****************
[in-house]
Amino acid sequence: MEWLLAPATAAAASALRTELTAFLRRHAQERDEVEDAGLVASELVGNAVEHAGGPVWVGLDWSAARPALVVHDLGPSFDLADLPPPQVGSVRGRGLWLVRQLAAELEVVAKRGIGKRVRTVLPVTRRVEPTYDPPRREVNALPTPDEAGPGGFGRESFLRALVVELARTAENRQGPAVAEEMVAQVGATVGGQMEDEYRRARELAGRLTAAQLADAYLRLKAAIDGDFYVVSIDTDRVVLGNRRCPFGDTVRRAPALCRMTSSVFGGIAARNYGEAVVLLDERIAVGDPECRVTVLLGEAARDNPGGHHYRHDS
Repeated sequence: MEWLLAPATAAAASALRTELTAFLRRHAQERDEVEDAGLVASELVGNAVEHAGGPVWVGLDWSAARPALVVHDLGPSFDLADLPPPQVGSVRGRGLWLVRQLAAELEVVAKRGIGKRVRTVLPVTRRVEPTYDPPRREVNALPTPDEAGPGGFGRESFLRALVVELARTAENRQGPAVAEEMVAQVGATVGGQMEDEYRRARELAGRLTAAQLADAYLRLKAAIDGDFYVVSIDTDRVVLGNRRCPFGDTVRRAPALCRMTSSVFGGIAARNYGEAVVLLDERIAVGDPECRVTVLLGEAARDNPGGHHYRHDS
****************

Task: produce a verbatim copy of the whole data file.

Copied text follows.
[in-house]
Amino acid sequence: MEWLLAPATAAAASALRTELTAFLRRHAQERDEVEDAGLVASELVGNAVEHAGGPVWVGLDWSAARPALVVHDLGPSFDLADLPPPQVGSVRGRGLWLVRQLAAELEVVAKRGIGKRVRTVLPVTRRVEPTYDPPRREVNALPTPDEAGPGGFGRESFLRALVVELARTAENRQGPAVAEEMVAQVGATVGGQMEDEYRRARELAGRLTAAQLADAYLRLKAAIDGDFYVVSIDTDRVVLGNRRCPFGDTVRRAPALCRMTSSVFGGIAARNYGEAVVLLDERIAVGDPECRVTVLLGEAARDNPGGHHYRHDS
Repeated sequence: MEWLLAPATAAAASALRTELTAFLRRHAQERDEVEDAGLVASELVGNAVEHAGGPVWVGLDWSAARPALVVHDLGPSFDLADLPPPQVGSVRGRGLWLVRQLAAELEVVAKRGIGKRVRTVLPVTRRVEPTYDPPRREVNALPTPDEAGPGGFGRESFLRALVVELARTAENRQGPAVAEEMVAQVGATVGGQMEDEYRRARELAGRLTAAQLADAYLRLKAAIDGDFYVVSIDTDRVVLGNRRCPFGDTVRRAPALCRMTSSVFGGIAARNYGEAVVLLDERIAVGDPECRVTVLLGEAARDNPGGHHYRHDS